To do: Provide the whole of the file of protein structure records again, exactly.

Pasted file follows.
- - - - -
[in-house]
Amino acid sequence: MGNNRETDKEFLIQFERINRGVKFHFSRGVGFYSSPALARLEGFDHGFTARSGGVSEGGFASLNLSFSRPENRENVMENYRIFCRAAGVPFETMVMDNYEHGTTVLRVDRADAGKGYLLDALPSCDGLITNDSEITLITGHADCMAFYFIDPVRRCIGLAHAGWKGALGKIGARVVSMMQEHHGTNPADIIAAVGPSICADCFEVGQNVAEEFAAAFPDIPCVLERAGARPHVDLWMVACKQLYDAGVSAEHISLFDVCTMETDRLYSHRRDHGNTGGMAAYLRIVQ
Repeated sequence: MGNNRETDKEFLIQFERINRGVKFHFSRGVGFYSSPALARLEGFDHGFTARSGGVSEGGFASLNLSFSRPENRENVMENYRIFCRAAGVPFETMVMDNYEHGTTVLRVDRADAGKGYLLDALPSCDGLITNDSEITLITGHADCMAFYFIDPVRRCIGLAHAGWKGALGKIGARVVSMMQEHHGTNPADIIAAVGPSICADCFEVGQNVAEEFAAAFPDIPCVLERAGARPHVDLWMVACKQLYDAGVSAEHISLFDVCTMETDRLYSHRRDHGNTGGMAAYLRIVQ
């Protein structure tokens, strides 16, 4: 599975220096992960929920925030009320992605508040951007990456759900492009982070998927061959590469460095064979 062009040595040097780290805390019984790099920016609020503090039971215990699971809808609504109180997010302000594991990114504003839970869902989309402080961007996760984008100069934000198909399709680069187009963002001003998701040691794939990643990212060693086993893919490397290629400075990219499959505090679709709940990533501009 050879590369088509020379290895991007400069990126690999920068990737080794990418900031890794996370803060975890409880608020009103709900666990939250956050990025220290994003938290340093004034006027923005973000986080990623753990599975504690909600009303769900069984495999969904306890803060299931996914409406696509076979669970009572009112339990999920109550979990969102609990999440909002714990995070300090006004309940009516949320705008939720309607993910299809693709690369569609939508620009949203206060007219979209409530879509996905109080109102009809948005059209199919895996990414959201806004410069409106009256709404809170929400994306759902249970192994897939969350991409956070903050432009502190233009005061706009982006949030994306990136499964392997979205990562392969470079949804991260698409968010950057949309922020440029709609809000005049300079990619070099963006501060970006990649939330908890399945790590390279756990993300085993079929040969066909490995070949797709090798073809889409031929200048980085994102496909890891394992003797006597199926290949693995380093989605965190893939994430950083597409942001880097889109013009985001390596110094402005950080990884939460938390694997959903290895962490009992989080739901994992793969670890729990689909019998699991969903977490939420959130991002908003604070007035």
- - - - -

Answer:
[in-house]
Amino acid sequence: MGNNRETDKEFLIQFERINRGVKFHFSRGVGFYSSPALARLEGFDHGFTARSGGVSEGGFASLNLSFSRPENRENVMENYRIFCRAAGVPFETMVMDNYEHGTTVLRVDRADAGKGYLLDALPSCDGLITNDSEITLITGHADCMAFYFIDPVRRCIGLAHAGWKGALGKIGARVVSMMQEHHGTNPADIIAAVGPSICADCFEVGQNVAEEFAAAFPDIPCVLERAGARPHVDLWMVACKQLYDAGVSAEHISLFDVCTMETDRLYSHRRDHGNTGGMAAYLRIVQ
Repeated sequence: MGNNRETDKEFLIQFERINRGVKFHFSRGVGFYSSPALARLEGFDHGFTARSGGVSEGGFASLNLSFSRPENRENVMENYRIFCRAAGVPFETMVMDNYEHGTTVLRVDRADAGKGYLLDALPSCDGLITNDSEITLITGHADCMAFYFIDPVRRCIGLAHAGWKGALGKIGARVVSMMQEHHGTNPADIIAAVGPSICADCFEVGQNVAEEFAAAFPDIPCVLERAGARPHVDLWMVACKQLYDAGVSAEHISLFDVCTMETDRLYSHRRDHGNTGGMAAYLRIVQ
């Protein structure tokens, strides 16, 4: 599975220096992960929920925030009320992605508040951007990456759900492009982070998927061959590469460095064979 062009040595040097780290805390019984790099920016609020503090039971215990699971809808609504109180997010302000594991990114504003839970869902989309402080961007996760984008100069934000198909399709680069187009963002001003998701040691794939990643990212060693086993893919490397290629400075990219499959505090679709709940990533501009 050879590369088509020379290895991007400069990126690999920068990737080794990418900031890794996370803060975890409880608020009103709900666990939250956050990025220290994003938290340093004034006027923005973000986080990623753990599975504690909600009303769900069984495999969904306890803060299931996914409406696509076979669970009572009112339990999920109550979990969102609990999440909002714990995070300090006004309940009516949320705008939720309607993910299809693709690369569609939508620009949203206060007219979209409530879509996905109080109102009809948005059209199919895996990414959201806004410069409106009256709404809170929400994306759902249970192994897939969350991409956070903050432009502190233009005061706009982006949030994306990136499964392997979205990562392969470079949804991260698409968010950057949309922020440029709609809000005049300079990619070099963006501060970006990649939330908890399945790590390279756990993300085993079929040969066909490995070949797709090798073809889409031929200048980085994102496909890891394992003797006597199926290949693995380093989605965190893939994430950083597409942001880097889109013009985001390596110094402005950080990884939460938390694997959903290895962490009992989080739901994992793969670890729990689909019998699991969903977490939420959130991002908003604070007035």